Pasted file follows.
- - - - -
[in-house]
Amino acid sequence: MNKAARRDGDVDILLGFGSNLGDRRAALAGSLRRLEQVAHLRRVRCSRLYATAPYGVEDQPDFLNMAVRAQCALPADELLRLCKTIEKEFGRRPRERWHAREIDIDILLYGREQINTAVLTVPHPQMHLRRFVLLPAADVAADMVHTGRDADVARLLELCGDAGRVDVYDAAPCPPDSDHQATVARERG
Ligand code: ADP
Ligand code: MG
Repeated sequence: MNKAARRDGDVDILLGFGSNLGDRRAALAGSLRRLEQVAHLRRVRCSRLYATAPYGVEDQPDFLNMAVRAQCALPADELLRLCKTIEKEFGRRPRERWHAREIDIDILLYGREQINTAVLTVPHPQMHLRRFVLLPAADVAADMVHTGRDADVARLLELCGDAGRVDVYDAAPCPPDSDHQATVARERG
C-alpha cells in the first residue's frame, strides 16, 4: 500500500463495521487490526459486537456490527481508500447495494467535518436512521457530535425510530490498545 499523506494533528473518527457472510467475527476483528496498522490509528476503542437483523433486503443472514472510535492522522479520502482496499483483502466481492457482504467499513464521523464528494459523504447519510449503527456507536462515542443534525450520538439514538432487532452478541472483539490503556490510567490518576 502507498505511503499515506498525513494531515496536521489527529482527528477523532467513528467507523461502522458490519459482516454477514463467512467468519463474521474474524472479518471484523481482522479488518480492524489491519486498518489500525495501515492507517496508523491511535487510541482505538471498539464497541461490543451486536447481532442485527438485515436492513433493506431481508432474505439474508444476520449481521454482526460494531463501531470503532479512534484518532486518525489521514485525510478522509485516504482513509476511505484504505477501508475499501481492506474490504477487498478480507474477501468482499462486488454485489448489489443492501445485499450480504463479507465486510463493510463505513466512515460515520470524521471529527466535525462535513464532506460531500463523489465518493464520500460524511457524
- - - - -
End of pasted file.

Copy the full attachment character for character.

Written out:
[in-house]
Amino acid sequence: MNKAARRDGDVDILLGFGSNLGDRRAALAGSLRRLEQVAHLRRVRCSRLYATAPYGVEDQPDFLNMAVRAQCALPADELLRLCKTIEKEFGRRPRERWHAREIDIDILLYGREQINTAVLTVPHPQMHLRRFVLLPAADVAADMVHTGRDADVARLLELCGDAGRVDVYDAAPCPPDSDHQATVARERG
Ligand code: ADP
Ligand code: MG
Repeated sequence: MNKAARRDGDVDILLGFGSNLGDRRAALAGSLRRLEQVAHLRRVRCSRLYATAPYGVEDQPDFLNMAVRAQCALPADELLRLCKTIEKEFGRRPRERWHAREIDIDILLYGREQINTAVLTVPHPQMHLRRFVLLPAADVAADMVHTGRDADVARLLELCGDAGRVDVYDAAPCPPDSDHQATVARERG
C-alpha cells in the first residue's frame, strides 16, 4: 500500500463495521487490526459486537456490527481508500447495494467535518436512521457530535425510530490498545 499523506494533528473518527457472510467475527476483528496498522490509528476503542437483523433486503443472514472510535492522522479520502482496499483483502466481492457482504467499513464521523464528494459523504447519510449503527456507536462515542443534525450520538439514538432487532452478541472483539490503556490510567490518576 502507498505511503499515506498525513494531515496536521489527529482527528477523532467513528467507523461502522458490519459482516454477514463467512467468519463474521474474524472479518471484523481482522479488518480492524489491519486498518489500525495501515492507517496508523491511535487510541482505538471498539464497541461490543451486536447481532442485527438485515436492513433493506431481508432474505439474508444476520449481521454482526460494531463501531470503532479512534484518532486518525489521514485525510478522509485516504482513509476511505484504505477501508475499501481492506474490504477487498478480507474477501468482499462486488454485489448489489443492501445485499450480504463479507465486510463493510463505513466512515460515520470524521471529527466535525462535513464532506460531500463523489465518493464520500460524511457524